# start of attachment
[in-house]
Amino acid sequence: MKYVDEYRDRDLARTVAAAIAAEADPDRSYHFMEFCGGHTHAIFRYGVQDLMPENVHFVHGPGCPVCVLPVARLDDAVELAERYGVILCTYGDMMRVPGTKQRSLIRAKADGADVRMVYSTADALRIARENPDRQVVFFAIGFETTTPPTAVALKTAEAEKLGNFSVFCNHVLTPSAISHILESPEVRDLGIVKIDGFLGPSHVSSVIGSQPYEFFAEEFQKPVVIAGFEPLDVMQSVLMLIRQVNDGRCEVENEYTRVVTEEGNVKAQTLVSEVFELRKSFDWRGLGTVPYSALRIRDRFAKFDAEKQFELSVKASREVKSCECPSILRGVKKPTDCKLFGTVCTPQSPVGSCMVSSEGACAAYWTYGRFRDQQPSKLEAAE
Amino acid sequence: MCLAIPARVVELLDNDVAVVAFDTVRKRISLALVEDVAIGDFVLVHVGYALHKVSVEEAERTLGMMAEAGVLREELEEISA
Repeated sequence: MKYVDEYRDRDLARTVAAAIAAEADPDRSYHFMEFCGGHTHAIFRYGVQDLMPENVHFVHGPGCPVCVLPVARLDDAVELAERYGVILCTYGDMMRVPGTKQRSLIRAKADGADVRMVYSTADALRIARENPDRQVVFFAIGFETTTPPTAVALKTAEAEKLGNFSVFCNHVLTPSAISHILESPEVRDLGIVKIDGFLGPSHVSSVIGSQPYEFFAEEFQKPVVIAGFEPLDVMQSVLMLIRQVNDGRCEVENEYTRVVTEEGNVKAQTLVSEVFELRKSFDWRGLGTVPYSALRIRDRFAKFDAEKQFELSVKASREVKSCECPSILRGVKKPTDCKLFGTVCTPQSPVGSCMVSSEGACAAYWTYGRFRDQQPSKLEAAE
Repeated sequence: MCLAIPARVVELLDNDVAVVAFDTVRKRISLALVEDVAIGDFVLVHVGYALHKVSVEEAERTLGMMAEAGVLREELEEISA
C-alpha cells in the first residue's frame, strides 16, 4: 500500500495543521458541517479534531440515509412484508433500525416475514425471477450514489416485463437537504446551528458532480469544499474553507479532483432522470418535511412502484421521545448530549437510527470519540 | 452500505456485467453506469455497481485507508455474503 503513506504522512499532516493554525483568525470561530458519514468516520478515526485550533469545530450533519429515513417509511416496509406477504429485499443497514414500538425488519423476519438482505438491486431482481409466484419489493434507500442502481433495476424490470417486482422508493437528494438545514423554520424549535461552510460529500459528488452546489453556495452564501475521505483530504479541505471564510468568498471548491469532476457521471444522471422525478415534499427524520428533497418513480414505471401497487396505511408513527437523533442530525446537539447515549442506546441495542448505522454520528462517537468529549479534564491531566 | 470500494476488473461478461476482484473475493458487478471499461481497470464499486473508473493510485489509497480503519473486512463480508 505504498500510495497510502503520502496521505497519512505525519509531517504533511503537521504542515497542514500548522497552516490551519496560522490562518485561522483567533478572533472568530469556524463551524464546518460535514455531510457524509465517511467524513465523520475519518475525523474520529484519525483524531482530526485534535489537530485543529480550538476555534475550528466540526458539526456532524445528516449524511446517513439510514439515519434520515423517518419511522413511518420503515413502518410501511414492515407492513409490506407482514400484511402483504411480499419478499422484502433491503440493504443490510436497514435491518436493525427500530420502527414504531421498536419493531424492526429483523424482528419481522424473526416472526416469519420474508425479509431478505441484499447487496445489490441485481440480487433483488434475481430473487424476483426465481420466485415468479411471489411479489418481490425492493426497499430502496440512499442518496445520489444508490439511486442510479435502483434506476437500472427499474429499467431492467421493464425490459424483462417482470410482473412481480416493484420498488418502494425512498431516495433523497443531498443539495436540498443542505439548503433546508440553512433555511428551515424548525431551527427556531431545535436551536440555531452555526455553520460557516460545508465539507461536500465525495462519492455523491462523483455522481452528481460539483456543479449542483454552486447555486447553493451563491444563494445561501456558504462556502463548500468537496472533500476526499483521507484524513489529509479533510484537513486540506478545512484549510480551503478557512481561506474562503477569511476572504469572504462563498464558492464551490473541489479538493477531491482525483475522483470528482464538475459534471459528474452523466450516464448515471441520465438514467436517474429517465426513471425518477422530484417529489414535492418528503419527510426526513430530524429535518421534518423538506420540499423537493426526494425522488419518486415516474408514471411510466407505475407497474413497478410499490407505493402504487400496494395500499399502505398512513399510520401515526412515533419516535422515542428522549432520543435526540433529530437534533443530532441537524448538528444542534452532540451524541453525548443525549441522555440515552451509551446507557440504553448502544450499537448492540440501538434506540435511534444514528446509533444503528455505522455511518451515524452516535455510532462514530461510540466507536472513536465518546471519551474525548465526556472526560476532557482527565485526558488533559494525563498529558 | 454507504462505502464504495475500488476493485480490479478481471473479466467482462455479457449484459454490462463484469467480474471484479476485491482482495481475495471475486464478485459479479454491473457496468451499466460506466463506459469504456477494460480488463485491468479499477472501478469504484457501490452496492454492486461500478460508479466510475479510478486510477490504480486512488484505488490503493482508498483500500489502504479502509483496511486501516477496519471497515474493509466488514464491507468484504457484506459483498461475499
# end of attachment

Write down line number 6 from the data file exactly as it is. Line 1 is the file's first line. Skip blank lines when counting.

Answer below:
C-alpha cells in the first residue's frame, strides 16, 4: 500500500495543521458541517479534531440515509412484508433500525416475514425471477450514489416485463437537504446551528458532480469544499474553507479532483432522470418535511412502484421521545448530549437510527470519540 | 452500505456485467453506469455497481485507508455474503 503513506504522512499532516493554525483568525470561530458519514468516520478515526485550533469545530450533519429515513417509511416496509406477504429485499443497514414500538425488519423476519438482505438491486431482481409466484419489493434507500442502481433495476424490470417486482422508493437528494438545514423554520424549535461552510460529500459528488452546489453556495452564501475521505483530504479541505471564510468568498471548491469532476457521471444522471422525478415534499427524520428533497418513480414505471401497487396505511408513527437523533442530525446537539447515549442506546441495542448505522454520528462517537468529549479534564491531566 | 470500494476488473461478461476482484473475493458487478471499461481497470464499486473508473493510485489509497480503519473486512463480508 505504498500510495497510502503520502496521505497519512505525519509531517504533511503537521504542515497542514500548522497552516490551519496560522490562518485561522483567533478572533472568530469556524463551524464546518460535514455531510457524509465517511467524513465523520475519518475525523474520529484519525483524531482530526485534535489537530485543529480550538476555534475550528466540526458539526456532524445528516449524511446517513439510514439515519434520515423517518419511522413511518420503515413502518410501511414492515407492513409490506407482514400484511402483504411480499419478499422484502433491503440493504443490510436497514435491518436493525427500530420502527414504531421498536419493531424492526429483523424482528419481522424473526416472526416469519420474508425479509431478505441484499447487496445489490441485481440480487433483488434475481430473487424476483426465481420466485415468479411471489411479489418481490425492493426497499430502496440512499442518496445520489444508490439511486442510479435502483434506476437500472427499474429499467431492467421493464425490459424483462417482470410482473412481480416493484420498488418502494425512498431516495433523497443531498443539495436540498443542505439548503433546508440553512433555511428551515424548525431551527427556531431545535436551536440555531452555526455553520460557516460545508465539507461536500465525495462519492455523491462523483455522481452528481460539483456543479449542483454552486447555486447553493451563491444563494445561501456558504462556502463548500468537496472533500476526499483521507484524513489529509479533510484537513486540506478545512484549510480551503478557512481561506474562503477569511476572504469572504462563498464558492464551490473541489479538493477531491482525483475522483470528482464538475459534471459528474452523466450516464448515471441520465438514467436517474429517465426513471425518477422530484417529489414535492418528503419527510426526513430530524429535518421534518423538506420540499423537493426526494425522488419518486415516474408514471411510466407505475407497474413497478410499490407505493402504487400496494395500499399502505398512513399510520401515526412515533419516535422515542428522549432520543435526540433529530437534533443530532441537524448538528444542534452532540451524541453525548443525549441522555440515552451509551446507557440504553448502544450499537448492540440501538434506540435511534444514528446509533444503528455505522455511518451515524452516535455510532462514530461510540466507536472513536465518546471519551474525548465526556472526560476532557482527565485526558488533559494525563498529558 | 454507504462505502464504495475500488476493485480490479478481471473479466467482462455479457449484459454490462463484469467480474471484479476485491482482495481475495471475486464478485459479479454491473457496468451499466460506466463506459469504456477494460480488463485491468479499477472501478469504484457501490452496492454492486461500478460508479466510475479510478486510477490504480486512488484505488490503493482508498483500500489502504479502509483496511486501516477496519471497515474493509466488514464491507468484504457484506459483498461475499